Sterling Ball, John Ferraro and Jim Cox

The Mutual Admiration Society

(Mascot Label Group/Favored Nations Entertainment)

In which these three gentlemen – BFC as I am now naming them, to save time – create an album called The Mutual Admiration Society. Tongue in cheek title? Or straight? A lot of familiar numbers, a lot of familiar guests. The collection turns out to be a set of instrumentals of quite staggering variety, on which BFC make everybody sound fine. Skill of this strength is always going to make for an entertaining listen.

Everything kicks off with Payday Song which is pacey cut with cool electric piano, steady drumming and a fat bass sound. A nimble guitar dances through the changes.

The In Crowd has been attempted by a fair number of artists recently. It’s a durable song. Here Steve Morse is the guitar guest and this shows off his funkier side on a snappy take on the Dobie Gray hit, taking the topline whilst the bass digs deep. Next up is Checkin’ Up On My Baby the Sonny Boy Williamson warhorse, here all Hammond and biting guitar. It’s hard to top that great loping Taj Mahal version of this song, though. Lighting Hopkins’ urgent Baby Please Don’t Go finds Steve Lukather on guitar and nodding to the Them edition. Van used to send his lads on one at a time, bass man first, for this as Them’s opening number in Hollywood. Lukather keeps the tension up, starting a liquid solo @ 1:28 and adding something fresh.

Treat Her Right is the old Roy Head tune and is pleasant enough; Sugar Shack is a real throwback number and brings in Steve Vai, in curly wah mode. His Favored Nations label is linking with Mascot on this and other projects, as I understand it. Memphis is a nod to the late Chuck Berry and a real foot-tapper with exquisite drumming, driving music. Cryin’ Time shows Albert Lee off on a country weepie so the band switch to a Nashville ambience.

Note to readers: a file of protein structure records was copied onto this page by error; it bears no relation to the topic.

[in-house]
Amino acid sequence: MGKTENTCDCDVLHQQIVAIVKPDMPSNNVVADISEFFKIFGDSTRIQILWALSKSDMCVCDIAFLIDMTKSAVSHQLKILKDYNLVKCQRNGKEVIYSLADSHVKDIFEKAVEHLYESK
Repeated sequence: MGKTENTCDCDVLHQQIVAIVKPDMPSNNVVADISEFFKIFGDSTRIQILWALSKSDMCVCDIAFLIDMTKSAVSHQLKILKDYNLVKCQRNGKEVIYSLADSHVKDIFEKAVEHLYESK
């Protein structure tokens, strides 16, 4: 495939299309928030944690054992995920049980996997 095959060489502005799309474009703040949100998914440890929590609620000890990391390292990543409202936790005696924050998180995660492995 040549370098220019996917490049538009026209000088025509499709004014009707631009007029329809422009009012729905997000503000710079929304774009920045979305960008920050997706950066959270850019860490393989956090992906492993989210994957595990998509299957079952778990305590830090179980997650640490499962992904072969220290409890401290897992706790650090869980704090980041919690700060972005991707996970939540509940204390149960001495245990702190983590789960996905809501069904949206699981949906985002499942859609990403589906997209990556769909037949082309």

I Want You Back sticks pretty closely to the Motown original and to be frank I can’t see the point of it.maybe they just like the tune. The Disney Medley stars John Petrucci of Dream Theater a band I have seen and vowed to avoid. However his languid wobble sound on When You Wish Upon A Star is quite beguiling, if a tad flashy. He seems to use it as a chance to show off licks but it’s still fresh-sounding. Hey Good Lookin’ has Albert Lee back in the lineup for a 50s jukebox rendition, you can just see the line dancers ! Strip Mall Gourmet features the great Jay Graydon and is my favourite track on the release by far, the Wes style guitar treads lightly over the bossa nova beat and the tune is lovely. The arrangement is full of wonderful cadences and subtlety. Fantastic stuff and I keep paying it.

Heartbroke closes the record with a jaunty trot full of melody – if Green Acres was still on TV this could be in the soundtrack.

Not an essential listen by any means, but an album full of very listenable performances by top notch players where their own enjoyments has been captured in the recordings. Fine engineering by Bill Evans, btw.

Pete Sargeant


(Thanks to the Mascot crew)

You can listen to 'The In Crowd' featuring Steve Morse in this article. 

Sterling Ball, John Ferraro and Jim Cox's 'The Mutual Admiration Society' is released on Friday 2nd February 2018 on Mascot Label Group/Favored Nations Entertainment.

To pre-order the album go here: